A beautiful eulogy to a dog (or any pet!)

I came across this very interesting closing argument made by George Graham Vest in 1870 to a jury whilst representing a client whose hunting dog (named Old Drum) was killed by a farmer. Vest’s client was suing for damages for $50 but in the end the story goes that he was awarded $500. This closing argument may be the reason why:

“Gentlemen of the jury: The best friend a man has in this world may turn against him and become his enemy. His son or daughter that he has reared with loving care may prove ungrateful. Those who are nearest and dearest to us, those whom we trust with our happiness and our good name, may become traitors to their faith. The money that a man has, he may lose. It flies away from him, perhaps when he needs it the most. A man’s reputation may be sacrificed in a moment of ill-considered action. The people who are prone to fall on their knees to do us honor when success is with us may be the first to throw the stone of malice when failure settles its cloud upon our heads. The one absolutely unselfish friend that a man can have in this selfish world, the one that never deserts him and the one that never proves ungrateful or treacherous is his dog.

Gentlemen of the jury: A man’s dog stands by him in prosperity and in poverty, in health and in sickness. He will sleep on the cold ground, where the wintry winds blow and the snow drives fiercely, if only he may be near his master’s side. He will kiss the hand that has no food to offer, he will lick the wounds and sores that come in encounters with the roughness of the world. He guards the sleep of his pauper master as if he were a prince. When all other friends desert, he remains.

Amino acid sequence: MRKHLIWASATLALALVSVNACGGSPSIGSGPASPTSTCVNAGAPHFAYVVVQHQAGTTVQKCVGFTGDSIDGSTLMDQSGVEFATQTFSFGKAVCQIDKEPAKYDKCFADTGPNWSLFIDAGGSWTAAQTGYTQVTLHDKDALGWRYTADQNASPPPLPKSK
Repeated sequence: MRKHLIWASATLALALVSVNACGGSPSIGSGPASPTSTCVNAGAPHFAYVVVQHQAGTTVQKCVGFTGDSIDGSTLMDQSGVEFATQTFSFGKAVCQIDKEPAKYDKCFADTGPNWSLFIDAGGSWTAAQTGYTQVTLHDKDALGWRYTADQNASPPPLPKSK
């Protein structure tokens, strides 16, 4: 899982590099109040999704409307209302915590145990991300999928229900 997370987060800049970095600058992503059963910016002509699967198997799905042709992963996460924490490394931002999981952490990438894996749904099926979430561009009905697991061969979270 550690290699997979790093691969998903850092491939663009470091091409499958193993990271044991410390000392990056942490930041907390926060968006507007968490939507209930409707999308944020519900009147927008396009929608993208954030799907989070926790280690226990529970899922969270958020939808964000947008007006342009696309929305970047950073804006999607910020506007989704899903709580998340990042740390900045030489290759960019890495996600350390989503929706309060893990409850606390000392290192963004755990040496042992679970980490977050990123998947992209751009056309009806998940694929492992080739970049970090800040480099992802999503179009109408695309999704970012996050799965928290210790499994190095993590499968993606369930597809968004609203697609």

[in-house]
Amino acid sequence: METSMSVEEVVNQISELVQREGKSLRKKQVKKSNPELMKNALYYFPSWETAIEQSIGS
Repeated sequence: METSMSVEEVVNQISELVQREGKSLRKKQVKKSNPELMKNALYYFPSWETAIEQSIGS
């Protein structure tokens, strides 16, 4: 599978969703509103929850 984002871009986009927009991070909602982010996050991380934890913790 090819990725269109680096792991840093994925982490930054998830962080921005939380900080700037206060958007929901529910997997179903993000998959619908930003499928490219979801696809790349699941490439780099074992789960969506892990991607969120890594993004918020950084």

When riches take wings and reputation falls to pieces, he is as constant in his love as the sun in its journey through the heavens.If fortune drives the master forth an outcast in the world, friendless and homeless, the faithful dog asks no higher privilege than that of accompanying him to guard against danger, to fight against his enemies, and when the last scene of all comes, and death takes the master in its embrace and his body is laid away in the cold ground, no matter if all other friends pursue their way, there by his graveside will the noble dog be found, his head between his paws, his eyes sad but open in alert watchfulness, faithful and true even to death.”


The Google Toothbrush test

Google’s toothbrush test for new services (introduced by Larry Page):” Will everyone use it at least twice a day?” Services such as Google Search, Google Mail and Android certainly pass the test. #innovation

This should be what firms think about as they create new products (I suppose we will need to think how we can move products which have passed the floss test – where people know the product/service is important but don’t use it enough – and push it on to pass the toothbrush test!!)